Solid-state guitar amps were touted as “the way forward” when they debuted in the 1960s, but the fad soon fizzled. Still, a few brands earned praise and lasting respect on the basis of either their sounds, appealing looks or both.
Kustom Electronics is one of the few companies that sat firmly in the “both” category, and its products rocked the backlines of many noteworthy stars in the late ’60s and early ’70s.
Today, most guitarists know Kustom’s early creations as the Tuck ’n’ Roll amps, due to the striking upholstery technique borrowed from the automotive industry that was used to apply their padded Naugahyde coverings.
Kustom offered those vinyl wraps in a range of colorful metallic-sparkle options, including the Charcoal Sparkle shown on this 1970 Kustom K200B amp. However, several serious players of the day knew Kustom had something to offer on the inside, too.
The amps didn’t deliver the massive crunch and screaming lead tones that led so many other guitarists of the time to Marshall and Hiwatt amps, but they sounded bold and punchy, and packed a haunting tremolo effect.
Back in the day, Conway Twitty, Johnny Cash, Creedence Clearwater Revival’s John Fogerty, Leon Russell, the Grateful Dead, most of the Jackson 5 and many others embraced the Kustom look and sound, while Sheryl Crow and Mike Campbell took to these distinctive amps in later years.
This K200B was billed as a 200-watt model, although a 100-watt RMS rating might have been more realistic; many solid-state amps of the day were advertised using their peak power rather than RMS power.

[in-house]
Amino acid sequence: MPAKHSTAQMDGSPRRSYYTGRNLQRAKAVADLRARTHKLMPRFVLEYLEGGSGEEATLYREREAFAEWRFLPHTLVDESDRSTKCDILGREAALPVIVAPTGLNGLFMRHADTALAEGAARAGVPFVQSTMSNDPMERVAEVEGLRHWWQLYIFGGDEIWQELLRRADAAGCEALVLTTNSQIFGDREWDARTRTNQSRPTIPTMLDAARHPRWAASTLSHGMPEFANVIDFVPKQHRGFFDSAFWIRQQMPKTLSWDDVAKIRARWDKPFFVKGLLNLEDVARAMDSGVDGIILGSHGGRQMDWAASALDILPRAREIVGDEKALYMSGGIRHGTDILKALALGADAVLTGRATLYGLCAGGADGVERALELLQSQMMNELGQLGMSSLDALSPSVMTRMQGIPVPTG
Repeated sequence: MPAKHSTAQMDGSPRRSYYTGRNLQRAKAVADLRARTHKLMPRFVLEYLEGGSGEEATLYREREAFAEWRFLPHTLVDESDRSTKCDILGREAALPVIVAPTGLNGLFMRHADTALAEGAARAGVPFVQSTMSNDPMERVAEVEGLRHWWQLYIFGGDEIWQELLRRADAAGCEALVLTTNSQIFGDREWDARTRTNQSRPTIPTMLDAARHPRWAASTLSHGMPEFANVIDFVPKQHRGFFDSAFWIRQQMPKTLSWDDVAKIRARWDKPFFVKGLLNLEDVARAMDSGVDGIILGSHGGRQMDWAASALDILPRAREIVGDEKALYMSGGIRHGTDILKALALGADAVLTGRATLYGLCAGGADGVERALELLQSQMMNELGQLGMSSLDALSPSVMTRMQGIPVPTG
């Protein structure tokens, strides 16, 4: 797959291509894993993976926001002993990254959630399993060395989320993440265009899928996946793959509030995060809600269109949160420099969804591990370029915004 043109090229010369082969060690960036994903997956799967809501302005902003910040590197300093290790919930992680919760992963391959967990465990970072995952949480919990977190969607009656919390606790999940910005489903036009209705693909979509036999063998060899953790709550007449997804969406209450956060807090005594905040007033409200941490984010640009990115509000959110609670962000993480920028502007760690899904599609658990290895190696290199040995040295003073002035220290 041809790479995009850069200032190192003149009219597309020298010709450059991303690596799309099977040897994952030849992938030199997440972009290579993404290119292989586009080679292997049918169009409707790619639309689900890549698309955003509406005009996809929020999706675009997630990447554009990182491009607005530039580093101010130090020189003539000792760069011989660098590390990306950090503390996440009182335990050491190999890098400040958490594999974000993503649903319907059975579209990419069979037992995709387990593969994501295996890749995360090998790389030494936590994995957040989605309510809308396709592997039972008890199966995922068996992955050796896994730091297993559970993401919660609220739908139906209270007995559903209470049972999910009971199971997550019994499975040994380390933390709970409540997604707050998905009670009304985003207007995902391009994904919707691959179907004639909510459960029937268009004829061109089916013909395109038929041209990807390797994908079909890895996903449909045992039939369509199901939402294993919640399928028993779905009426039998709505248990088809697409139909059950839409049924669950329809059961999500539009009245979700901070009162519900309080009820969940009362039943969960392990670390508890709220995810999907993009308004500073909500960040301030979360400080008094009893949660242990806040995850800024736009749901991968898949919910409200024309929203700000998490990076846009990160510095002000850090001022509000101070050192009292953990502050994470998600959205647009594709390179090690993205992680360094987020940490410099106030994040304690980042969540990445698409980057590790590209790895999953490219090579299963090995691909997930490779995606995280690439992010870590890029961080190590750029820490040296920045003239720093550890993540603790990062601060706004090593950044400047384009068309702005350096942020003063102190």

The two-channel head has one Normal channel with controls for volume, bass and treble and a bright switch, and a Bright channel with additional speed and intensity controls for its tremolo, as well as reverb.
It stands on a matching ported 2x15 cab, although some were sold with mammoth 3x15 cabs. Inside the chassis is old-school solid-state construction. It looks less like the innards of your defunct VCR - the way many modern-day solid-state amps do - and more like the circuit layout of a tube amp from the era, minus the tubes.
Construction was relatively robust, and these things tended to do pretty well on the road, although they were certainly manufactured with an eye on the bottom line. With no master-volume controls at all, Kustom amps were intended for loud, clean playing. Crank them up, though, and they’ll exude some beefy, blocky crunch, too.
Kustom was a brand name of Ross Inc, a company founded by Charles A. “Bud” Ross in Chanute, Kansas, in 1964. Ross himself was the consummate “ideas man,” an entrepreneurial spirit who didn’t let a lack of know-how slow him down.
“He had no background in electronics,” his grandson Cameron tells us. “He played bass, and he didn’t like a lot of the amps that were available at the time, and that’s how he started it.
”He worked for a company selling garage doors, and the guy who owned that company said he would help him make an amp, because he had this idea and wanted to move to solid-state.”